Classic Cars

Four common car modifications that could get you a court order, fine or penalty points

Four common car modifications that could get you a court order, fine or penalty points

Although car modifications are allowed in the UK, some modifications could prove to be rather costly for you, if you are not careful. MoneySuperMarket analyzed the total number of car modification insurance claims in 2021, before revealing which modifications are most likely to invalidate car financing PCP and HP agreements.

Alloy wheels were the most common car modification in 2021, accounting for one in seven requests (14%), followed by suspension changes – which were the second most common car modification (9%).

Four changes that could get you a fine or points on your license

1) Window tints

Risk: £50-100 fine, three point penalty or court

Seven percent of all car modification requests to MoneySuperMarket were for window tinting. However, tinting your windows more than allowed can result in a £50-100 fine, three penalty points or even being reported to court. The front windshield must be 75% untinted and the side windows 70% untinted.

2) Noisy exhausts

Risk: Fine or court

Similarly, MoneySuperMarket recorded more than eight percent of auto insurance claims for exhaust system changes. But exhaust systems cannot exceed the noise limit of 74 decibels. Again, this can result in a fine or being reported to court, as well as making the vehicle more damaging to the environment.

3) Spoilers

Risk: police intervention

Spoilers are not necessarily illegal. They’re popular, with four percent of MoneySuperMarket’s car modification requests being for the addition of a spoiler. But if not installed properly, it can get you in trouble. The spoiler must be securely fastened. Otherwise, the police might have the power to remove the dangerous spoiler.

4) Nitrous oxide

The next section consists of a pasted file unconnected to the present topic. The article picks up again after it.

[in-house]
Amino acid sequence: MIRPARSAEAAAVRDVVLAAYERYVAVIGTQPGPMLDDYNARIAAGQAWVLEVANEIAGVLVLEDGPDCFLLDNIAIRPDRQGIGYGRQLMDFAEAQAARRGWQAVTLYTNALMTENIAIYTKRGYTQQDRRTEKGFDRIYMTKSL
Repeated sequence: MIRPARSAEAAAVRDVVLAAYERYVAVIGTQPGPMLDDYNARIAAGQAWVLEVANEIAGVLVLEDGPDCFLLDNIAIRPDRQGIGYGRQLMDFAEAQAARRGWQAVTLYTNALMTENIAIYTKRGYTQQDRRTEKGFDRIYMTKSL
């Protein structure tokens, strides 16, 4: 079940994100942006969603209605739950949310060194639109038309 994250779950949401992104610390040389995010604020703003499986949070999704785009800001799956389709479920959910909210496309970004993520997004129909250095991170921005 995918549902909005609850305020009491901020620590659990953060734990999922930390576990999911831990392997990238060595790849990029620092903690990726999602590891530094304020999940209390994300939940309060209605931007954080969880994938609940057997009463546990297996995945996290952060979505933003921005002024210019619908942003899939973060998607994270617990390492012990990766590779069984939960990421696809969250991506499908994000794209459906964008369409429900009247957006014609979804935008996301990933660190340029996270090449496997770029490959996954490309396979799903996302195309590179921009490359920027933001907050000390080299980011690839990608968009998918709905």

Risk: fine of £1,000 to £2,500

Using nitrous oxide to increase your engine speed in a gasoline engine is extremely illegal and dangerous. This can increase the pressure of the cylinders, if exposed to enough heat, which could see the nitrous inside expand and break the cylinders, causing an explosion and costing you. Making modifications to the engine in an effort to improve performance could have safety implications and could result in a hefty fine. Potential penalties are £1,000 for a car and £2,500 for a van, truck or bus.

It should also be noted that any change which makes the vehicle different from when it left the factory counts as a modification and may affect and invalidate car financing PCP and HP agreements.

Jo Thornhill of MoneySuperMarket said: ‘You should let your finance provider know of any changes to the car, no matter how small. This is because you don’t actually own the car while paying your financial installments on PCP or HP. As long as you are under your contract, the car belongs to the finance company and is its security for the loan.

“So the finance company can put restrictions on the car for as long as they own it. If they need to recoup their losses because you can’t make repayments, they can take the car and sell it. “But modifications to a car can affect its value; they can either improve it or reduce it. In your eyes, you may have improved it, but the finance company may think differently.”

MoneySuperMarket recommends sticking to your contract and returning the car to its original condition before the end of the contract. But that doesn’t always protect you if changes are discovered later. That’s why the best thing you can do is to inform them in advance of any plans to modify the car to avoid unforeseen costs/financial penalties.

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